RED, WHITE, and BLUE

2020 Faculty and Staff Exhibition

The world is experiencing some profound changes. The biological event that created the Covid 19 pandemic, paralleled with the cultural movement of Black Lives Matter, has forever altered our relationship with one another. These events have laid bare many unresolved social issues and, at the same time, offered opportunities to lay down new groundwork toward a positive movement forward.

With this thematic exhibition, I wanted to offer my colleagues an opportunity to reflect upon this particular moment through works of art. In this presidential election cycle, the colors RED, WHITE & BLUE hold very different meanings across our culture. Independent of content, color in itself carries a message that is personal to each individual that experiences it. Color theorist Josef Albers has observed, “If one says ‘red’ – the name of color – and there are fifty people listening, it can be expected that there will be fifty reds in their minds. And one can be sure that all these reds will be very different.”

Ken Reker

Professor, Sculpture, Foundations and Director of the Winfisky Gallery

Robert Thurlow

We Recycle Inequality

Digital Image, 2020

We Recycle Inequality speaks to the devastating cyclical nature of institutionalized inequality while referencing the easily identifiable pop signage of mandatory state recycling laws. 

Robert Thurlow

Visiting Lecturer, Photography

My blown cane and Murrini bowls were done solo at camp Chateaugay in upstate New York. They are made with Effetre Italian glass rods that are fused together before being shaped and blown. The Murrini flower design is pre-made by me solo in a prior work session.

John Volpaccio

Professor, Sculpture

John Volpaccio

Red, white, and blue cane and Murrini Bowl

Blown glass, 2020

Ken Reker

The World

Mixed media assemblage on paper, 19.75″ x 32″, 2020

Jason Asselin

Deformed

Mixed media on paper, 19″ x 20″, 2020

“Can't ask for more, so why unfulfilled
We take apart everything we build
Had it right here, now it's gone
On and on
Break”

Break by Fugazi (Written by Ian MacKaye)

Every day I buy disposable things. I participate in disposable culture. These things are often considered worthless. If our ancestors could see our disposable things, they would be amazed at what we consider trash. I am interested in elevating this trash. I attempt to highlight the visual presence of trash and the possible beauty of its seemingly useless state. My desire is to use this visual information to bring questions to viewers. I want the viewer to wonder why the context of a piece of trash is transformed when it becomes an Artwork. To wonder why we place value on presentation and the power of our perception. What is the intrinsic value of what is real or a facsimile?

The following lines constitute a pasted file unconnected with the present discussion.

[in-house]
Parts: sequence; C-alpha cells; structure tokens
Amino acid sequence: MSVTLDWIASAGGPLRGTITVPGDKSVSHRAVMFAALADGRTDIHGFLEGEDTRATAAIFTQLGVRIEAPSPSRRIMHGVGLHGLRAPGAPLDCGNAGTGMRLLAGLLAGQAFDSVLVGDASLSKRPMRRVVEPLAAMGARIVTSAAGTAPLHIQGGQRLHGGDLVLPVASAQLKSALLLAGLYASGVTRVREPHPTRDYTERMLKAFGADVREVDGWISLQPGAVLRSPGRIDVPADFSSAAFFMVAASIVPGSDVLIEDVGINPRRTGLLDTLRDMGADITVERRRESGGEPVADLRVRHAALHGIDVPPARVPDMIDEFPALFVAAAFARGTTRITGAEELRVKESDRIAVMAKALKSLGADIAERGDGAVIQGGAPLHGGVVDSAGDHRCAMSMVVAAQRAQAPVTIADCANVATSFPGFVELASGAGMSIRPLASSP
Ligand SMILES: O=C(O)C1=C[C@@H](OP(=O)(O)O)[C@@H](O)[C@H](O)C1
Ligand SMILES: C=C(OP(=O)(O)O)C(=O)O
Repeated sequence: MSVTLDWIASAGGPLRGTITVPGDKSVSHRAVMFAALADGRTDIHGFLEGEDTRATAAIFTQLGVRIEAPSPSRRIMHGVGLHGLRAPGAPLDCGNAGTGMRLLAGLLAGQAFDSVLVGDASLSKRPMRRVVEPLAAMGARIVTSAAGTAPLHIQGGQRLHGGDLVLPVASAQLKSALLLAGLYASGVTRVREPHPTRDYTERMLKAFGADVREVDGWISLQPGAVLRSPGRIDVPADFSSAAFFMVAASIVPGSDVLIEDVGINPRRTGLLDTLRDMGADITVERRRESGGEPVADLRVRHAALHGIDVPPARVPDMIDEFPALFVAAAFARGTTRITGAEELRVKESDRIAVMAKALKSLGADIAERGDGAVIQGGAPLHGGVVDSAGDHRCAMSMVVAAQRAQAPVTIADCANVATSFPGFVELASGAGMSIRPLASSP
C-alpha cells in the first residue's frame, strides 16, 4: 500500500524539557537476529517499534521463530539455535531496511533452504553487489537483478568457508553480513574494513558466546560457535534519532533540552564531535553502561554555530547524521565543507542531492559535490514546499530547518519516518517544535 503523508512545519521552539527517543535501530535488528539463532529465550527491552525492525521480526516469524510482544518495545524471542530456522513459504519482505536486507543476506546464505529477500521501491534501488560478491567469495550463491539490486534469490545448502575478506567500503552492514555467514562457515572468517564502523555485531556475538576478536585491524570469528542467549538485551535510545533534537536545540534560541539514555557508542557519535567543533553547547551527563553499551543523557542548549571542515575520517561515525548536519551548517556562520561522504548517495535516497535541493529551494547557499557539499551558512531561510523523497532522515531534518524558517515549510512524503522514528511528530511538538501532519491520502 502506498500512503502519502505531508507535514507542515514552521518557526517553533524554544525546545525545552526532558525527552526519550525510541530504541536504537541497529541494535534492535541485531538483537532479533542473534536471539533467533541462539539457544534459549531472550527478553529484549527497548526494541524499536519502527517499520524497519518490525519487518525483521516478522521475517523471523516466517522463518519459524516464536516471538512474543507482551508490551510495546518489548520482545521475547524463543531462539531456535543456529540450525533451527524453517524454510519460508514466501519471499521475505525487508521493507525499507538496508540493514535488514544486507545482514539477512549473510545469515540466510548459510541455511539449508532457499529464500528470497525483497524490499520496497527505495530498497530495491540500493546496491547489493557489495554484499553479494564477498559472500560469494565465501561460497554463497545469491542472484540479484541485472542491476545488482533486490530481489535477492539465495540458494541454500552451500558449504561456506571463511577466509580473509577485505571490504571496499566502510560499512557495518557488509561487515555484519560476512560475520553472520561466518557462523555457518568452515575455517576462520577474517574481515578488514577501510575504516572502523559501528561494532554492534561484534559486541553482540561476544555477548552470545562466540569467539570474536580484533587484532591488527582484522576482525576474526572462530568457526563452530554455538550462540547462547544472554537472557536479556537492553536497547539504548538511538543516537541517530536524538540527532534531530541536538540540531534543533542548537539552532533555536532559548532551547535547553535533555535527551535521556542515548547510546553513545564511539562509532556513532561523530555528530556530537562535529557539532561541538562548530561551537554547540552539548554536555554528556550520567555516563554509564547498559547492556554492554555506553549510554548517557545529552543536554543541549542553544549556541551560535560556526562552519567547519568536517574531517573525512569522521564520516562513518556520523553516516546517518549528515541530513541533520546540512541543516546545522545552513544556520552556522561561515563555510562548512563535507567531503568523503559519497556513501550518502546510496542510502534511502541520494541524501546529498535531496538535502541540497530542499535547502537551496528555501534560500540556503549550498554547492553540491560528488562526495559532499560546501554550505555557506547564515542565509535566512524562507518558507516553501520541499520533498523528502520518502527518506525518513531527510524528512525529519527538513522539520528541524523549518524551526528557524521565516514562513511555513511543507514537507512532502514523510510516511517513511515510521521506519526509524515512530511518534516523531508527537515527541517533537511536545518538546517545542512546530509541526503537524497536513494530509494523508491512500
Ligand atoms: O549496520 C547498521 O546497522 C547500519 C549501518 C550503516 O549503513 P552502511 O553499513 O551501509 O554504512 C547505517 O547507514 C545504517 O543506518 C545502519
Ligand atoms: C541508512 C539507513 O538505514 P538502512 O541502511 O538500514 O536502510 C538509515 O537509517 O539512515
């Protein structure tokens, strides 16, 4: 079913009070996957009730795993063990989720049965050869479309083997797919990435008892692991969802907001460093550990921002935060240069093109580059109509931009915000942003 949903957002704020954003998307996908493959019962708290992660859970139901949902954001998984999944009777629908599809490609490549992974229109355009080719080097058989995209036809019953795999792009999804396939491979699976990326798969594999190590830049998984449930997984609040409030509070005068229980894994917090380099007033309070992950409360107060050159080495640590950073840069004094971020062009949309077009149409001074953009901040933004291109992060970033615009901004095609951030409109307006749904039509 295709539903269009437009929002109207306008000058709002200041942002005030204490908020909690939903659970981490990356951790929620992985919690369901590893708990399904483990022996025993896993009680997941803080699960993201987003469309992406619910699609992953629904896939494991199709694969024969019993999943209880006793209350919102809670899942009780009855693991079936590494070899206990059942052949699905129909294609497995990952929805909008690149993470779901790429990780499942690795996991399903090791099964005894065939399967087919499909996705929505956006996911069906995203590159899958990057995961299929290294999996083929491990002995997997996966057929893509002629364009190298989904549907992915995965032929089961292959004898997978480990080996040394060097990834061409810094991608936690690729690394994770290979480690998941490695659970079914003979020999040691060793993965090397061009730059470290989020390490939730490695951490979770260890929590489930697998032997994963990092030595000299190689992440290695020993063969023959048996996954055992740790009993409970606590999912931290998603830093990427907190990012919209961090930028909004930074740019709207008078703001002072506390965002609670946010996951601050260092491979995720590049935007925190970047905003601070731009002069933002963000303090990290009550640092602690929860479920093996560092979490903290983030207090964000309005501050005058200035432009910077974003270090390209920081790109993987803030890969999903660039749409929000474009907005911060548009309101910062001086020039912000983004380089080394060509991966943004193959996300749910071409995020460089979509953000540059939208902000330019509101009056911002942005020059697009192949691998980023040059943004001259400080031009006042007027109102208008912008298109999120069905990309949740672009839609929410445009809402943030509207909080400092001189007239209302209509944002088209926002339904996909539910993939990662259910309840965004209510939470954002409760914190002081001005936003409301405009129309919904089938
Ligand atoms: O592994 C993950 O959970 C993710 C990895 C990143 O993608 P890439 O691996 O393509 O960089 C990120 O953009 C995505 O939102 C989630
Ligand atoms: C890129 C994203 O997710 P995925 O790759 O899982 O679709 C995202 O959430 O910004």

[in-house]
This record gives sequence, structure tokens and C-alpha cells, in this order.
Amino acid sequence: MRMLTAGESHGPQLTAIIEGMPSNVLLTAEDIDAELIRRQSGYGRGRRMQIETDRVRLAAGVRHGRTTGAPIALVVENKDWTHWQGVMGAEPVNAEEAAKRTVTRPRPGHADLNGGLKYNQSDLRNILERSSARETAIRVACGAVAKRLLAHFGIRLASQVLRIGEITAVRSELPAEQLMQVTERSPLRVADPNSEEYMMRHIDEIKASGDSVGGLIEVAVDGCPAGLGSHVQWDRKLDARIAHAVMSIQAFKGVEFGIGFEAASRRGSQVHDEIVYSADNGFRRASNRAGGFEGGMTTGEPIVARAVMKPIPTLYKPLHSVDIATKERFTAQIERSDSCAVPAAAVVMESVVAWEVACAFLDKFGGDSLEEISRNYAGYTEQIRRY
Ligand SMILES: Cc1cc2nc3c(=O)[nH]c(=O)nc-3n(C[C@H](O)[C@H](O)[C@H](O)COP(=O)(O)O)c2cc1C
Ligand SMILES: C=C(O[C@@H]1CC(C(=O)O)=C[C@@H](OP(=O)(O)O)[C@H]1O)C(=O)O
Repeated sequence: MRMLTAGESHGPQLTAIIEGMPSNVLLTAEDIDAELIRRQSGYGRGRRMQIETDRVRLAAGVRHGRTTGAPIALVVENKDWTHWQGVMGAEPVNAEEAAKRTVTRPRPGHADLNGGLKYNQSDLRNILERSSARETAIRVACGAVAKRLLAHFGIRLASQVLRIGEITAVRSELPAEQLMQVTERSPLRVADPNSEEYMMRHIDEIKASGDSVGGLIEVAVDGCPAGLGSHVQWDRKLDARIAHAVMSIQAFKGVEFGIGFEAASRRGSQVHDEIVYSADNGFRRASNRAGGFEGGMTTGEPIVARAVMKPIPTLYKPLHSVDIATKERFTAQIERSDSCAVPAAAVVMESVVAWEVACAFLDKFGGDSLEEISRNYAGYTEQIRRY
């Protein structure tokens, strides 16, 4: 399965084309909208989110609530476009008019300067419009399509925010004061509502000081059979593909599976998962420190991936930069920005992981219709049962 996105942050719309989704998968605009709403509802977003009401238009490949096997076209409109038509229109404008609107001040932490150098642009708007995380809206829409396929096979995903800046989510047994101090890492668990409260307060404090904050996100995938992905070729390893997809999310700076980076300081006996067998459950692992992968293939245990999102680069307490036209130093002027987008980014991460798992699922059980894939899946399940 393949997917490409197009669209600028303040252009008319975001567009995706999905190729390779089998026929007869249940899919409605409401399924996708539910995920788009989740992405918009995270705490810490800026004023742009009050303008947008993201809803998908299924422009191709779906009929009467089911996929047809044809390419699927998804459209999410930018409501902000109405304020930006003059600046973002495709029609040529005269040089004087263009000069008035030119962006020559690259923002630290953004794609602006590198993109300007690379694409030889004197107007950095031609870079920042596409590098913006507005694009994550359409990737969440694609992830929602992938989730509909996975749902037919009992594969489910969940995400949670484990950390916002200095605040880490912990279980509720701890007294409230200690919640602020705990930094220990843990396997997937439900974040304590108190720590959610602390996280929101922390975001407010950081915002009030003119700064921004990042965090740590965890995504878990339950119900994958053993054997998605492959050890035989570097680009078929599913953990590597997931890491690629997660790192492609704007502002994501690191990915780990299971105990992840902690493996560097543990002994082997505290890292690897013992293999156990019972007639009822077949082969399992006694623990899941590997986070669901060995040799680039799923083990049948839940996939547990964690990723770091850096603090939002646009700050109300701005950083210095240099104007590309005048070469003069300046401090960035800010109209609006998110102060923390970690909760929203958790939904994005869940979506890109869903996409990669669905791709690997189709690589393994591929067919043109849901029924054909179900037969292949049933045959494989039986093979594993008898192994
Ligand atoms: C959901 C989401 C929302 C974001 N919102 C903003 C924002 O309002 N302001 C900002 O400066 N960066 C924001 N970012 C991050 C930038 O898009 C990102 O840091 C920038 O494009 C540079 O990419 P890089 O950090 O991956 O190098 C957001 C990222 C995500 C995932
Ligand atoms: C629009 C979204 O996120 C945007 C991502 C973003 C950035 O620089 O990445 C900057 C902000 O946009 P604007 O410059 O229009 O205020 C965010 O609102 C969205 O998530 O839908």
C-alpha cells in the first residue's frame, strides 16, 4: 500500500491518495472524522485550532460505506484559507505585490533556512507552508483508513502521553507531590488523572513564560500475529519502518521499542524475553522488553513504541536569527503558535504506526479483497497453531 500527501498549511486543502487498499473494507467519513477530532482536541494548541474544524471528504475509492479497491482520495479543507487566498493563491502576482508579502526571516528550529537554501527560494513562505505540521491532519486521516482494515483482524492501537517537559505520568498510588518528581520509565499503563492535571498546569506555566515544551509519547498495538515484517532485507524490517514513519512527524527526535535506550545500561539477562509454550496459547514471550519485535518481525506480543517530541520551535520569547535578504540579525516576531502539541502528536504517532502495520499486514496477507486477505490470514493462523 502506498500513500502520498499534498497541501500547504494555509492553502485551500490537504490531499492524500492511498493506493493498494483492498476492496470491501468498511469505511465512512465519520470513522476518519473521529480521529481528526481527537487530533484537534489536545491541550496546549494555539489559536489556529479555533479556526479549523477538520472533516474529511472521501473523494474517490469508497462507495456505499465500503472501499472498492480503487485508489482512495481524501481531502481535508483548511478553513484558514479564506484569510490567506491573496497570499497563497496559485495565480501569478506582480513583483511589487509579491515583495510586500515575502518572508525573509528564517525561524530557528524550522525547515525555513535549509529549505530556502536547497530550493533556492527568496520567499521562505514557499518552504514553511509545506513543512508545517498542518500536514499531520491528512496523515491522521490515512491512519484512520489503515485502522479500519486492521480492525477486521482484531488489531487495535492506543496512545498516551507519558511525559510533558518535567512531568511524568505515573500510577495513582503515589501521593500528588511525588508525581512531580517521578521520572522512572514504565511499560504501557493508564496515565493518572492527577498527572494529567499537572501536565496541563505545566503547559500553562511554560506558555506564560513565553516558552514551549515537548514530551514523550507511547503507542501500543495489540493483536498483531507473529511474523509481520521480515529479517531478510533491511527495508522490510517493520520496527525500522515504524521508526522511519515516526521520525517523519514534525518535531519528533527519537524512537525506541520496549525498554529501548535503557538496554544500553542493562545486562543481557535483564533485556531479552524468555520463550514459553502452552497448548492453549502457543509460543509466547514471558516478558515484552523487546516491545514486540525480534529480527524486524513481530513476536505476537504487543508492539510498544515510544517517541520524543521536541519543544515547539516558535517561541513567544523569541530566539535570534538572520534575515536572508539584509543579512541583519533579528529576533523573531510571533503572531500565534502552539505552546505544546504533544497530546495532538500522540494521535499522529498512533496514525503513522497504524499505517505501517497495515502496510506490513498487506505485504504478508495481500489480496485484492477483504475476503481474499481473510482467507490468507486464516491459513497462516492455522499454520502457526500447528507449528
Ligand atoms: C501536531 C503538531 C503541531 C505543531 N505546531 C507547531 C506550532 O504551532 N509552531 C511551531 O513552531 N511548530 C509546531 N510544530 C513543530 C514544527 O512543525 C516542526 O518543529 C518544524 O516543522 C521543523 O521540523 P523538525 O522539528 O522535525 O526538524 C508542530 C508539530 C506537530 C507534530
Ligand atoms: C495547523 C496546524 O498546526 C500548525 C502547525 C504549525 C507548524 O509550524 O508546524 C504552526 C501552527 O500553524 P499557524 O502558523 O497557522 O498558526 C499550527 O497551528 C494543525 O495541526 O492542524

Jason Asselin

Visiting Lecturer, Drawing

In my art history classes, I’ve adopted an improvisational exercise, developed by artist/activist Nancy Chunn, using that day’s newspaper as a prompt. 

Recent questions regarding the neutrality of the Supreme Court led me to this quote from “A Christmas Carol” by Charles Dickens:

“This boy is Ignorance. This girl is Want. Beware them both, and all of their degree, but most of all beware this boy, for on his brow I see that written which is Doom, unless the writing be erased.” — Charles Dickens, A Christmas Carol.

And what appears to be a reoccurring recent worldwide appetite for an authoritarian strongman leader, who will rescue us from the scary burden of thinking for ourselves, led me to this quote, attributed to Benito Mussolini:

“All men hunger for a taste of the boot.”

Gary Reynolds

Visiting Lecturer, Art History

Gary Reynolds

Quote Attributed to Benito Mussolini

Magic marker on newsprint, 12″ x 22″, 2020

Gary Reynolds

Quote from “A Christmas Carol” By Charles Dickens

Magic marker on newsprint, 12″ x 22″, 2020

Mark Malloy

Disaster Doodle

Mixed media on paper, 29″ x 41″, 2020

Kimberly Mimnaugh

Congratulations Senior

Color photograph, 2020

Benjamin Gross

Addie and Oscar

Serigraph, 12″ x 15″, 2020 (Edition of 5)

This serigraph was a commissioned piece that was given as a gift to the clients brother (niece pictured). The print was inspired by a photograph of Addie and her pet cat Oscar. The photograph was an “All American First Born Child + Pet as Part of the Family Snapshot” and gives off warm and “fuzzy” feelings. Variations of Red (pink), White and Blue are used in the screen print.